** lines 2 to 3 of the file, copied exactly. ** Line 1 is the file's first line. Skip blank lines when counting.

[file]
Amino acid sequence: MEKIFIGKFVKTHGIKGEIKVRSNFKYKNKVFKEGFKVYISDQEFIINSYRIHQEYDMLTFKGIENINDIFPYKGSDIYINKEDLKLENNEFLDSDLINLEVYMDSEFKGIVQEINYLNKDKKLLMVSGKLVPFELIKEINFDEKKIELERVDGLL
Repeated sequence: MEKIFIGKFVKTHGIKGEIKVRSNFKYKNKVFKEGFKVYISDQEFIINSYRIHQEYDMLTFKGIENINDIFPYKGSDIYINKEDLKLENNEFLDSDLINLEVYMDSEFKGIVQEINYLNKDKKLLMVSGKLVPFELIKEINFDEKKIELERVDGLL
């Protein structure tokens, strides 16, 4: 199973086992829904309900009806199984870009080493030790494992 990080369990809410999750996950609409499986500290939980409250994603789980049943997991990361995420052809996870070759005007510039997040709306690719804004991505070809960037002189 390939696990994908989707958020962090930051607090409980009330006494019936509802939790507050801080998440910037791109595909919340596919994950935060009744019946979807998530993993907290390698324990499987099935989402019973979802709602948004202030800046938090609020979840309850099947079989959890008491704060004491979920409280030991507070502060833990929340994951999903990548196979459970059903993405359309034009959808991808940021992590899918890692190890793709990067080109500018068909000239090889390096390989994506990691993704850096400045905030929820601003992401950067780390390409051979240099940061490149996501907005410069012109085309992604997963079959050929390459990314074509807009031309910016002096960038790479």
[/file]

Repeated sequence: MEKIFIGKFVKTHGIKGEIKVRSNFKYKNKVFKEGFKVYISDQEFIINSYRIHQEYDMLTFKGIENINDIFPYKGSDIYINKEDLKLENNEFLDSDLINLEVYMDSEFKGIVQEINYLNKDKKLLMVSGKLVPFELIKEINFDEKKIELERVDGLL
């Protein structure tokens, strides 16, 4: 199973086992829904309900009806199984870009080493030790494992 990080369990809410999750996950609409499986500290939980409250994603789980049943997991990361995420052809996870070759005007510039997040709306690719804004991505070809960037002189 390939696990994908989707958020962090930051607090409980009330006494019936509802939790507050801080998440910037791109595909919340596919994950935060009744019946979807998530993993907290390698324990499987099935989402019973979802709602948004202030800046938090609020979840309850099947079989959890008491704060004491979920409280030991507070502060833990929340994951999903990548196979459970059903993405359309034009959808991808940021992590899918890692190890793709990067080109500018068909000239090889390096390989994506990691993704850096400045905030929820601003992401950067780390390409051979240099940061490149996501907005410069012109085309992604997963079959050929390459990314074509807009031309910016002096960038790479």